But there were some good one-liners in the story. It kind of reminded me of the recent Birmingham City council equal pay story that surfaced not that long back.

    'Under a bonus scheme, male refuse collection staff sometimes received up to 160% of their basic pay. In one year a refuse collector took home £51,000, while women on the same pay grade received less than £12,000.'

  • Comment number 48.


    'The problems with this narrative are equally clear:'

    'The scale of the cuts required' and 'the UK can make this switch'

    These are A and B and are measurable and objective.

    'how hard the poor will be hit'

    This is C, it is subjective (and divisive)

    The Chancellor can claim that C has been achieved (whatever the feelings of those affected)

  • Comment number 49.

    A lot of IT chat here.

    2. At 5:46pm on 23 Jun 2010, tawse57

    That made me laugh so much!

    Been there and seen it - and it was not funny at the time, it was a mix of disgust and sadness at the sheer incompetence.

  • Comment number 50.

    Just watched Muse perform 'Uprising' at Glastonbury on the Pyramid stage.


    ...or am I just being a bit paranoid?

  • Comment number 51.

    42. At 11:53am on 26 Jun 2010, Jericoa

    Why cant more people see that???

    People can see it. And those that do are never allowed to sit at the big table with the big people - why invite a party-popper?

    I learned something working in the private sector for a couple of years between research grants. Those who sang the song that everything was wonderful because they simply didn't know better climbed the ladder. Those who identified the problems were hounded down a long, torturous road to either a new job or illness rather than being seen as the voice of wisdom and improvement. I saw that happening with my own eyes over and over again. I bet most of us have. So who can say they were really surprised when it became public knowledge about the treatment of risk managers in banks?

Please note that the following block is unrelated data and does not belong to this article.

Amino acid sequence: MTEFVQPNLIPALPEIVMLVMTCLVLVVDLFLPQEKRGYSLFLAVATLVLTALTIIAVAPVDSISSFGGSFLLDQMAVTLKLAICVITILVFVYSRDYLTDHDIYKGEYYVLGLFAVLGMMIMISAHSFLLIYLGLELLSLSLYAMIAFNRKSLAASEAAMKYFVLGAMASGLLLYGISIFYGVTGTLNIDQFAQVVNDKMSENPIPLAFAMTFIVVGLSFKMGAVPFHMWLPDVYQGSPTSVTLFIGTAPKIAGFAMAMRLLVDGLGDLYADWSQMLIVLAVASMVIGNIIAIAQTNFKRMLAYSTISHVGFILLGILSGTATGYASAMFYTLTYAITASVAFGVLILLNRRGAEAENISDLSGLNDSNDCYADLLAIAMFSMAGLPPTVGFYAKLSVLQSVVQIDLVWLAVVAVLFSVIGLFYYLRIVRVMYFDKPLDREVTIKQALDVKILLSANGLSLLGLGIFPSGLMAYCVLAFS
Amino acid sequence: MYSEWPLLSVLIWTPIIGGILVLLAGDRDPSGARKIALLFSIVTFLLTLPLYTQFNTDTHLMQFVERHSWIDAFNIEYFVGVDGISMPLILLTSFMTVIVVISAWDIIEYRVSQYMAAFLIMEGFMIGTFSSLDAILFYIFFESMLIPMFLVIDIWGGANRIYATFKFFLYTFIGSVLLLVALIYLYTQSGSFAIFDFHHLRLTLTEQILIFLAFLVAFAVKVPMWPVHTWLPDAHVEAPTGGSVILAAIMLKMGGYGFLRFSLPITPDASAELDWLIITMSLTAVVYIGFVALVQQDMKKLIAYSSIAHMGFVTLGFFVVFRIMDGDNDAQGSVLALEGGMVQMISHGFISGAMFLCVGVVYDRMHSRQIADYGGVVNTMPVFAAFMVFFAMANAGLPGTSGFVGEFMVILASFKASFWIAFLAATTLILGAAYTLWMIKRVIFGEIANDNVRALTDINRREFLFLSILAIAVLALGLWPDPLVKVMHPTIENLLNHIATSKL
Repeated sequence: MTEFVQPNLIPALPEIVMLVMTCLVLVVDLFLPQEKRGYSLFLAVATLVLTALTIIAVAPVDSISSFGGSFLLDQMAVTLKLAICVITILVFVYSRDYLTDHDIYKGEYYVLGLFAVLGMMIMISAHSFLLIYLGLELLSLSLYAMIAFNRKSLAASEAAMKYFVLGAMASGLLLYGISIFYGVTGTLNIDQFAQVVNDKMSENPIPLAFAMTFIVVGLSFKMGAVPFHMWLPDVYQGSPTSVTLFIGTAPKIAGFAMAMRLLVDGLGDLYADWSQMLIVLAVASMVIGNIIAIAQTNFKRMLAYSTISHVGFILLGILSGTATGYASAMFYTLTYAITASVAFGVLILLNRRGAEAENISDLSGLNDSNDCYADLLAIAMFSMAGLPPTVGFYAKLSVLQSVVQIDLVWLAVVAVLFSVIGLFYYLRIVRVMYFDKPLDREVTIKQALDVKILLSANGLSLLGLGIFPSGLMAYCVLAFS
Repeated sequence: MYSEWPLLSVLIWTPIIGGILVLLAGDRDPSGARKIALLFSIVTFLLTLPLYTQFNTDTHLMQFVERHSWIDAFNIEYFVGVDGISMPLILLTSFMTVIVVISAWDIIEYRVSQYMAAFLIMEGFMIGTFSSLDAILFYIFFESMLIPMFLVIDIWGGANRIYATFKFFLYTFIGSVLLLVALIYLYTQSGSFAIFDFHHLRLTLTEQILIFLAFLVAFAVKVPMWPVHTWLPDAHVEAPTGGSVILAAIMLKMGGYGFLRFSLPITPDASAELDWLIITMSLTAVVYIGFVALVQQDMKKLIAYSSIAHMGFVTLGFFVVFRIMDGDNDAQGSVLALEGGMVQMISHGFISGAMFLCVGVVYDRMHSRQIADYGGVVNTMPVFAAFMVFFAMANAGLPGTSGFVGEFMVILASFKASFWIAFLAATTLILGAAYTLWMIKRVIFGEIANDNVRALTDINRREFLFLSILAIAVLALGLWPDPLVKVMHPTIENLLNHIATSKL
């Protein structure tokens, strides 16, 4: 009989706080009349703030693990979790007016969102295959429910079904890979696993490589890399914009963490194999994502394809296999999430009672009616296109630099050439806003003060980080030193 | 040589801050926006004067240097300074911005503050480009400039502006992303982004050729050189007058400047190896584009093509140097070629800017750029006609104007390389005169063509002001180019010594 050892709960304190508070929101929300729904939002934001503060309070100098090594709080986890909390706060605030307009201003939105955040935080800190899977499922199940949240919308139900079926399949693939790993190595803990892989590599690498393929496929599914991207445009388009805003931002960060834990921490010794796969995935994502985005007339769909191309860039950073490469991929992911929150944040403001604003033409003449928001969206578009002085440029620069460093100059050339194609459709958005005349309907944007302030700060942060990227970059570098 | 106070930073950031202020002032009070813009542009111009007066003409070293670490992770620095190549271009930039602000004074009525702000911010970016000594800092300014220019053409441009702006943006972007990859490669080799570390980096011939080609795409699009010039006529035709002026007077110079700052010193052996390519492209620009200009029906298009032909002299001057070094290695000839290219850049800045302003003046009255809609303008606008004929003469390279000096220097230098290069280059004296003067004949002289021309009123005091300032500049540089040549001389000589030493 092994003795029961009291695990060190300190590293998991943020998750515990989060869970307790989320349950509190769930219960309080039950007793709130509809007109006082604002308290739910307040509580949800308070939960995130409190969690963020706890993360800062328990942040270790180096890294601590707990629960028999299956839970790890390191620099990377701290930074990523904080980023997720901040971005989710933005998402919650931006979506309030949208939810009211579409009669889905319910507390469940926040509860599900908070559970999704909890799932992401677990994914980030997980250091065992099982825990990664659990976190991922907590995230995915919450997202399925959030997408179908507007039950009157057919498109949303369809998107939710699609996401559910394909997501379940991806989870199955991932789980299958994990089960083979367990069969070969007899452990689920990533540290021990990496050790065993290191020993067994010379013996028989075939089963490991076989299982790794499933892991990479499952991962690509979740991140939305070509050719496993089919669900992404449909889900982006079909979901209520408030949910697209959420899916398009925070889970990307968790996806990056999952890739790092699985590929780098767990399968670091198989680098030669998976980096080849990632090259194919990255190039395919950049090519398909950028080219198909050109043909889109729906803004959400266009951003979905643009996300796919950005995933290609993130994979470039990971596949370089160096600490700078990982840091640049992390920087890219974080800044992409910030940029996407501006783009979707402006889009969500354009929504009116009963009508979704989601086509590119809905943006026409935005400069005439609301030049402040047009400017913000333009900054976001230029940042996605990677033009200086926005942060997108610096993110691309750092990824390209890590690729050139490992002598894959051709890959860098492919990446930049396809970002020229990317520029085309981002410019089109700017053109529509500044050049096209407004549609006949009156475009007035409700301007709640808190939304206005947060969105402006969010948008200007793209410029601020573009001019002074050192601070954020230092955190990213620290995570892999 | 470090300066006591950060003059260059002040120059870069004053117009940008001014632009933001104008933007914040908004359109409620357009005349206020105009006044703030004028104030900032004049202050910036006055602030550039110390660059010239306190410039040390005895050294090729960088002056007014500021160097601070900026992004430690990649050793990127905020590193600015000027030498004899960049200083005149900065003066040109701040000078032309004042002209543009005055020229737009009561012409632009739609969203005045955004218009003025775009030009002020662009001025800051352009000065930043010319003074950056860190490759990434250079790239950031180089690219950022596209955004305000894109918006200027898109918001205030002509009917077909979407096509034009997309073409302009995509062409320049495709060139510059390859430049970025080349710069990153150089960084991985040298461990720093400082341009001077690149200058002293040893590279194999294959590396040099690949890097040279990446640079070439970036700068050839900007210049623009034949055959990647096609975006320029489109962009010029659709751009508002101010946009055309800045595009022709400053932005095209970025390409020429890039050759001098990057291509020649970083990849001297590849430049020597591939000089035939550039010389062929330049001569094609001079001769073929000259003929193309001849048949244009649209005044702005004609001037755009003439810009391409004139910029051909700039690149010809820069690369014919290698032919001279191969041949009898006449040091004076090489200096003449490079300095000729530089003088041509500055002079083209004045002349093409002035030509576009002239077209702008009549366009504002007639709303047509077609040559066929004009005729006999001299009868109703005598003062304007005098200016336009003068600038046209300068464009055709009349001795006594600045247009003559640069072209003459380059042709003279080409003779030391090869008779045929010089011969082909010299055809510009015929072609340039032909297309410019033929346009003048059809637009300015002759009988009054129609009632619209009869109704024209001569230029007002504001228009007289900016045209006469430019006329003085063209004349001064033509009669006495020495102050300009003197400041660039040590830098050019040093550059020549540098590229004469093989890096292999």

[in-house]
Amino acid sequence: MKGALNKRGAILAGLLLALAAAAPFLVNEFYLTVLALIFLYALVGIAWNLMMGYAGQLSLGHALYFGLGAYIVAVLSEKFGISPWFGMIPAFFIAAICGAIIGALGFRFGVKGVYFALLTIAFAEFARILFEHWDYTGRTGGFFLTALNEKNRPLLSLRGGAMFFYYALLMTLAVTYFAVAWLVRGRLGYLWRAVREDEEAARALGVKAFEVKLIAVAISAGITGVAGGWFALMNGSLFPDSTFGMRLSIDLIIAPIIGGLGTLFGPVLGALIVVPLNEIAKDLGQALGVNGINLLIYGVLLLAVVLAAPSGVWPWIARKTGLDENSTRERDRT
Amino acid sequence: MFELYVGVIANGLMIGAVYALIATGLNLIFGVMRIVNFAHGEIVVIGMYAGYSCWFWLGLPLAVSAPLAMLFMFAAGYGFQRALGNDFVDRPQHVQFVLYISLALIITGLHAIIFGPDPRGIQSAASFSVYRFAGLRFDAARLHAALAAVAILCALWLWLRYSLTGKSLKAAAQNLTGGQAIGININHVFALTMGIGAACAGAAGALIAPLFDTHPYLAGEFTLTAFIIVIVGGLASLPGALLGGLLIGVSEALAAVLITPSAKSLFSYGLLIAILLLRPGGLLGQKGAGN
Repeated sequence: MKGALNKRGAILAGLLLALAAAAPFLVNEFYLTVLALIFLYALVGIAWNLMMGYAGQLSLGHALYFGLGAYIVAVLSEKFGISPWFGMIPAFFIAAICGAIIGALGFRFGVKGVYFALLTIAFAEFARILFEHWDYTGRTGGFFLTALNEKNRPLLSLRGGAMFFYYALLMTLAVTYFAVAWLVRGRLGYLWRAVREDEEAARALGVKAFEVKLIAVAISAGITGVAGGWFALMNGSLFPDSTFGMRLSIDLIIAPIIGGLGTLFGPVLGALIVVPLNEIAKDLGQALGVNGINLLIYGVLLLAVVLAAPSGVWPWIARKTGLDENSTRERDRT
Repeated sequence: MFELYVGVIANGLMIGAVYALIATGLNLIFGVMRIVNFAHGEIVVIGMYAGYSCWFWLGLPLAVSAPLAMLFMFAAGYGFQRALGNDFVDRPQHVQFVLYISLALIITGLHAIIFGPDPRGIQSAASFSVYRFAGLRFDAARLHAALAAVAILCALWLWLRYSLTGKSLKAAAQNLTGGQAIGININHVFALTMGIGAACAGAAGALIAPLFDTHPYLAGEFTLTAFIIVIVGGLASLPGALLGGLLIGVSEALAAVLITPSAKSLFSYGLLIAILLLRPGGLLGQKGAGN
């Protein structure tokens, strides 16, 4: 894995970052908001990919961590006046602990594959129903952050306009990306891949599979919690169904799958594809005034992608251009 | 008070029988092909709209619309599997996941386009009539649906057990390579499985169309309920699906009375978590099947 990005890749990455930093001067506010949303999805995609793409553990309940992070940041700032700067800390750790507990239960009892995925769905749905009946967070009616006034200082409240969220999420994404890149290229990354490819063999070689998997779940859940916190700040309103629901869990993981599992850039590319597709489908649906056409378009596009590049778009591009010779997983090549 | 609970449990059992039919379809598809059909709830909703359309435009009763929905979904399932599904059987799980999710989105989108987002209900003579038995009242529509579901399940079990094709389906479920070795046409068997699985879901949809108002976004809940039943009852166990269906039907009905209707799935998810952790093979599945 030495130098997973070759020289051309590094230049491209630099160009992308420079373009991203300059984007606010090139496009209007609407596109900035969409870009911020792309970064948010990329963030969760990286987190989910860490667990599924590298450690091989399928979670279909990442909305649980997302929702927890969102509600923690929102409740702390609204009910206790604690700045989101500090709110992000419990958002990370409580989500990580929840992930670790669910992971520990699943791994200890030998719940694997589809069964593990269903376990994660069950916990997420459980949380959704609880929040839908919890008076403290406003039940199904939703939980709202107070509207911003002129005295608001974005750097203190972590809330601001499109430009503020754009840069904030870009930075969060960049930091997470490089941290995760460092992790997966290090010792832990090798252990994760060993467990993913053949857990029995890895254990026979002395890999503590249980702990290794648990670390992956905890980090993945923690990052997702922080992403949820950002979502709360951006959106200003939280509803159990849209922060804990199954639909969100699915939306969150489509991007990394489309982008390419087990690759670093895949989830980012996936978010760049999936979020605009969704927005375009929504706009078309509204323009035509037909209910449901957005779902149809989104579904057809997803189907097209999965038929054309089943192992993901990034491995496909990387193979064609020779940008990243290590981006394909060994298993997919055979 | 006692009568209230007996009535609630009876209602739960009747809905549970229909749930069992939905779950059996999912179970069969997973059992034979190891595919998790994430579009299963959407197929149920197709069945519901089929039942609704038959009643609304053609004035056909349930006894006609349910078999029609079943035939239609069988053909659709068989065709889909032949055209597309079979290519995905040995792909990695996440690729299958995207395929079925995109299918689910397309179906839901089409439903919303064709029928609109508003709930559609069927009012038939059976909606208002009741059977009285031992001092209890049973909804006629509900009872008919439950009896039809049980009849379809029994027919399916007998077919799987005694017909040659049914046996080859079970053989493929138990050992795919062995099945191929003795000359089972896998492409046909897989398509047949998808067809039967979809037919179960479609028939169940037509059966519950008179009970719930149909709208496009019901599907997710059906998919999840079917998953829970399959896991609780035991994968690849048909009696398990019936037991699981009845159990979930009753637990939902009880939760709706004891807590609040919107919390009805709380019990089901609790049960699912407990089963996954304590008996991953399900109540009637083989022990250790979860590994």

Wonder what engineer at BP was possibly hounded because he/she insisted on remote controlled devices saying it was really important because things can and do go wrong....

    I don't have the data to prove it, but I wouldn't be surprised if there is a correlation with worker stress/depression and management tally-ho, because the workers can see what is coming down the road....perhaps what has been happening in a local office has been just a small scale version of national and international mismanagement.

  • Comment number 52.


    'But not all problems are solvable through technocratic means and strong narratives'

    You mention dogs, Afghanistan and NPfIT (National program for IT)

    Dogs - Owners should be chipped, anybody caught in control of a dog who is not chipped should be subject to a statuary fine of (say) £120 + CR + the costs of capturing and destroying the dog. Feral dogs (dogs deemed not to be in the immediate control of a chipped owner) to be shot on sight. They do this with foxes and will now be doing it with badgers in Wales.

    Afghanistan - now here is somewhere that a serious public spending cut would have a big impact upon the private sector, just think how much it costs to defend that pipeline for private oil, defend that mineral stake for private mining. If these commodities are of such public interest that we as taxpayers invest over £14bn so far why have we not nationalised those interests for public gain.
    As an aside, the Taliban closed down Afghanistans most profitable export (drugs). Since the intervention that particular commodity has thrived.(why?) The sums involved are huge, enough to fund a war in a third world country for example

    NPfIT (NotFit)- Success or Fail ?
    This program has been successful in transferring large amounts of public money into the private sector however the results for the public have been pitiful.